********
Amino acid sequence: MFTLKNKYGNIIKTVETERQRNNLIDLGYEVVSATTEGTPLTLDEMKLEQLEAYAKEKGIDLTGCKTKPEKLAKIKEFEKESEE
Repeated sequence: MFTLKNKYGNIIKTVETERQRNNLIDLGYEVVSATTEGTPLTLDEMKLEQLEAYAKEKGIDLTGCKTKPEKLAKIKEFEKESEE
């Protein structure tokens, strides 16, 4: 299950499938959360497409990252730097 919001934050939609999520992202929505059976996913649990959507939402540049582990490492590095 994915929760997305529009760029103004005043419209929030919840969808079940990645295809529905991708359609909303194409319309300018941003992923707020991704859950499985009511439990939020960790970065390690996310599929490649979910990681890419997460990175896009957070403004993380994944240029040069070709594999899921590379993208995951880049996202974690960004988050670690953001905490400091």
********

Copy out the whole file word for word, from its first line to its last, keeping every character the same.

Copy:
Amino acid sequence: MFTLKNKYGNIIKTVETERQRNNLIDLGYEVVSATTEGTPLTLDEMKLEQLEAYAKEKGIDLTGCKTKPEKLAKIKEFEKESEE
Repeated sequence: MFTLKNKYGNIIKTVETERQRNNLIDLGYEVVSATTEGTPLTLDEMKLEQLEAYAKEKGIDLTGCKTKPEKLAKIKEFEKESEE
């Protein structure tokens, strides 16, 4: 299950499938959360497409990252730097 919001934050939609999520992202929505059976996913649990959507939402540049582990490492590095 994915929760997305529009760029103004005043419209929030919840969808079940990645295809529905991708359609909303194409319309300018941003992923707020991704859950499985009511439990939020960790970065390690996310599929490649979910990681890419997460990175896009957070403004993380994944240029040069070709594999899921590379993208995951880049996202974690960004988050670690953001905490400091």